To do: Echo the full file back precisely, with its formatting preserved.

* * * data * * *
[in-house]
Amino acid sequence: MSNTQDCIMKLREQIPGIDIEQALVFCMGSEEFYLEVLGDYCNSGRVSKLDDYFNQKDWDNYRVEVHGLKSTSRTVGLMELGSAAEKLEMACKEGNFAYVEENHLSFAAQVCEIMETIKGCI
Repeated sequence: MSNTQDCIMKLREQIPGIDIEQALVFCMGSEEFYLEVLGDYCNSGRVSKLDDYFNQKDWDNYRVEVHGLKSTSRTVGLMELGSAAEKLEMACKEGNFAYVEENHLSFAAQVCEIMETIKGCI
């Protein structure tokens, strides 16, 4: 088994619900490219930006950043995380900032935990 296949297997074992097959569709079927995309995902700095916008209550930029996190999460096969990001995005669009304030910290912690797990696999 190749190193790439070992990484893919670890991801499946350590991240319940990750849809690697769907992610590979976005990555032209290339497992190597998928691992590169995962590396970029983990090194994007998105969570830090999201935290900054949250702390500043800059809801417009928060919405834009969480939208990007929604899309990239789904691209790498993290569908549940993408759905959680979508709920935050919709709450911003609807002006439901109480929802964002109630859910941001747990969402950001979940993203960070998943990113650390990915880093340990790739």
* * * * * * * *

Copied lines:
[in-house]
Amino acid sequence: MSNTQDCIMKLREQIPGIDIEQALVFCMGSEEFYLEVLGDYCNSGRVSKLDDYFNQKDWDNYRVEVHGLKSTSRTVGLMELGSAAEKLEMACKEGNFAYVEENHLSFAAQVCEIMETIKGCI
Repeated sequence: MSNTQDCIMKLREQIPGIDIEQALVFCMGSEEFYLEVLGDYCNSGRVSKLDDYFNQKDWDNYRVEVHGLKSTSRTVGLMELGSAAEKLEMACKEGNFAYVEENHLSFAAQVCEIMETIKGCI
């Protein structure tokens, strides 16, 4: 088994619900490219930006950043995380900032935990 296949297997074992097959569709079927995309995902700095916008209550930029996190999460096969990001995005669009304030910290912690797990696999 190749190193790439070992990484893919670890991801499946350590991240319940990750849809690697769907992610590979976005990555032209290339497992190597998928691992590169995962590396970029983990090194994007998105969570830090999201935290900054949250702390500043800059809801417009928060919405834009969480939208990007929604899309990239789904691209790498993290569908549940993408759905959680979508709920935050919709709450911003609807002006439901109480929802964002109630859910941001747990969402950001979940993203960070998943990113650390990915880093340990790739």